We’re pleased to announce that Clinical Psychologist, University of Bath (and Adult TOF), Dr Vuokko Wallace’s Manuscript titled: ‘Anxiety and depression in parents of children born with esophageal atresia: an international online survey study’ has been published by the Journal of Pediatric Nursing.
Caring for a chronically ill child can be stressful and often requires additional care from parents, including daily medical care, attending hospital appointments and financial management. These additional responsibilities can impact on parents’ employment, social life, and health related quality of life. Understandably, parents with caring responsibilities are also more likely to experience stress, anxiety, and depression. Some previous research studies have found that parents’ anxiety and depression might be more linked with the parents’ circumstances, but others have found that child’s illness related factors, such as severity of the child’s health condition, might be important too.
The aim of this study was to find out how common it was for parents of children born with Oesophageal Atresia (OA) to experience anxiety and depression. We also aimed to find out what family circumstances were related to parents experiencing more anxiety and depression.
To answer our research questions, an online survey was developed for parents of children born with OA. The survey was disseminated by the TOFS Charity and 240 parents filled in the survey from 17 countries. Thank you for everyone who took part in the study and shared their personal stories. The survey had some multiple-choice questions and some questions with a free text box for answers. This study was based on the information collected from the multiple-choice questions.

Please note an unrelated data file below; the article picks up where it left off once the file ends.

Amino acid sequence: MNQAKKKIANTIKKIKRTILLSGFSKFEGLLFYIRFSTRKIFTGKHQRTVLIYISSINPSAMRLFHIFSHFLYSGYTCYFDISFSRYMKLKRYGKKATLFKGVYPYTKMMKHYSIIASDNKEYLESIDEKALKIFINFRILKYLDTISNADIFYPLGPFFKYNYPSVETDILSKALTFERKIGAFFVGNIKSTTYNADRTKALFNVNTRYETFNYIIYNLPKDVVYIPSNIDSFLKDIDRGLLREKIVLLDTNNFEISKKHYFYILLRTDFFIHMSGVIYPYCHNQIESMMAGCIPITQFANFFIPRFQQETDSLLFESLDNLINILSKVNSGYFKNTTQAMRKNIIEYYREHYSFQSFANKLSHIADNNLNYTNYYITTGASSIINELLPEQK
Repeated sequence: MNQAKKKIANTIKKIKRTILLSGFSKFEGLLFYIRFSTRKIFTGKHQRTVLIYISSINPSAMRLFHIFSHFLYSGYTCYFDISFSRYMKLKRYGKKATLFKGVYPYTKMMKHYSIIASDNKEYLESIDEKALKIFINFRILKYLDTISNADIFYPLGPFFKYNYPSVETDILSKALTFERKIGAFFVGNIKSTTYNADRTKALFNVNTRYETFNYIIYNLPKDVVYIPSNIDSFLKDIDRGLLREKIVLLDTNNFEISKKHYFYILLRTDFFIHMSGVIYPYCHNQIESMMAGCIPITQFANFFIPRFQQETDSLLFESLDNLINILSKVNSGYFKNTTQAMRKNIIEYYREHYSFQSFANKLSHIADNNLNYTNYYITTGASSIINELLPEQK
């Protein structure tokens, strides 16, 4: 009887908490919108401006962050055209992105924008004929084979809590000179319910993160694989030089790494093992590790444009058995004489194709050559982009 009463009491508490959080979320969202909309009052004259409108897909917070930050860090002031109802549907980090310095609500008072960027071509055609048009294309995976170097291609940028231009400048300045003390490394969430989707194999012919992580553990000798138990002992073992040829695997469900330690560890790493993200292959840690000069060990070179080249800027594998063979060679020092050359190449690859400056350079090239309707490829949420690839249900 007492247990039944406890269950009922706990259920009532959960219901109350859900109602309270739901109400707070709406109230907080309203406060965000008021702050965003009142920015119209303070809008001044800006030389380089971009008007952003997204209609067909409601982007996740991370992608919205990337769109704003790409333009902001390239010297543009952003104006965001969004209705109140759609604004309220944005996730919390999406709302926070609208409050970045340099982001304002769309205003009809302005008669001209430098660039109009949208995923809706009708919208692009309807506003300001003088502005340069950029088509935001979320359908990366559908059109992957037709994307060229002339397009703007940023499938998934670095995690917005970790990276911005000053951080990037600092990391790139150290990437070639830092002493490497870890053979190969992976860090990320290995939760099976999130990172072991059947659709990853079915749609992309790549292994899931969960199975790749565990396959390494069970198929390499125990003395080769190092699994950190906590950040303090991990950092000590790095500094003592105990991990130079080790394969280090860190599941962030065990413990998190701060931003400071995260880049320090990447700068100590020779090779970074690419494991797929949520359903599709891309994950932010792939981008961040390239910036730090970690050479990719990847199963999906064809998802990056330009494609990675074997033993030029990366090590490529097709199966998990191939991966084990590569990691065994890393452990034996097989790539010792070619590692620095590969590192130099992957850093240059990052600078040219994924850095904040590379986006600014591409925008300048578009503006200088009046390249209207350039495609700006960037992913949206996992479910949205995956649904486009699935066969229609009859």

We found that it was common for parents of children born with OA to experience both anxiety and depression. We also found that anxiety and depression were more common in younger parents, as well as in those parents who felt that they had less support for caring, those who experienced more stress related to caring and experienced more financial difficulties. These findings emphasise the need for providing adequate support for parents who are coping with the multiple challenges related to caring for their child born with OA. Interestingly, we also found that anxiety and depression were more common in parents whose child had OA related feeding difficulties. This is an important finding that calls for further research on the unique challenges related to the feeding problems and their emotional impact for parents of children born with OA.
The full research article is available for everyone to read online at: https://www.pediatricnursing.org/article/S0882-5963(21)00057-9/fulltext